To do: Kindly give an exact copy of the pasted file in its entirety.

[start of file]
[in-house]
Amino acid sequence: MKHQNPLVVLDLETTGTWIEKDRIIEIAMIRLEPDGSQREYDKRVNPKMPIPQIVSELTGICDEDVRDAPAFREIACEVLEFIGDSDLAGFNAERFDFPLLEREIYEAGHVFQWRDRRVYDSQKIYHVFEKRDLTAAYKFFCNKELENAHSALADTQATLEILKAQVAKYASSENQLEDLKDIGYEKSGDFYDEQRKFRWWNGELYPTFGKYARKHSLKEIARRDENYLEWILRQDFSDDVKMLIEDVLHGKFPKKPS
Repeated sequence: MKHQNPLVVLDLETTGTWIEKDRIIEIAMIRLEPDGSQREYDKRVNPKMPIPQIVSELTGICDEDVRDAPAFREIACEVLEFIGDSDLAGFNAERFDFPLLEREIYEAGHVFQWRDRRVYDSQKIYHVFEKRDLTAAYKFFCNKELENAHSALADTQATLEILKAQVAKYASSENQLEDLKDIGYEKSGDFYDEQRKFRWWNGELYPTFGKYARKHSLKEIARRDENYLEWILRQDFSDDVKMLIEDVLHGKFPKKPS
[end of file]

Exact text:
[in-house]
Amino acid sequence: MKHQNPLVVLDLETTGTWIEKDRIIEIAMIRLEPDGSQREYDKRVNPKMPIPQIVSELTGICDEDVRDAPAFREIACEVLEFIGDSDLAGFNAERFDFPLLEREIYEAGHVFQWRDRRVYDSQKIYHVFEKRDLTAAYKFFCNKELENAHSALADTQATLEILKAQVAKYASSENQLEDLKDIGYEKSGDFYDEQRKFRWWNGELYPTFGKYARKHSLKEIARRDENYLEWILRQDFSDDVKMLIEDVLHGKFPKKPS
Repeated sequence: MKHQNPLVVLDLETTGTWIEKDRIIEIAMIRLEPDGSQREYDKRVNPKMPIPQIVSELTGICDEDVRDAPAFREIACEVLEFIGDSDLAGFNAERFDFPLLEREIYEAGHVFQWRDRRVYDSQKIYHVFEKRDLTAAYKFFCNKELENAHSALADTQATLEILKAQVAKYASSENQLEDLKDIGYEKSGDFYDEQRKFRWWNGELYPTFGKYARKHSLKEIARRDENYLEWILRQDFSDDVKMLIEDVLHGKFPKKPS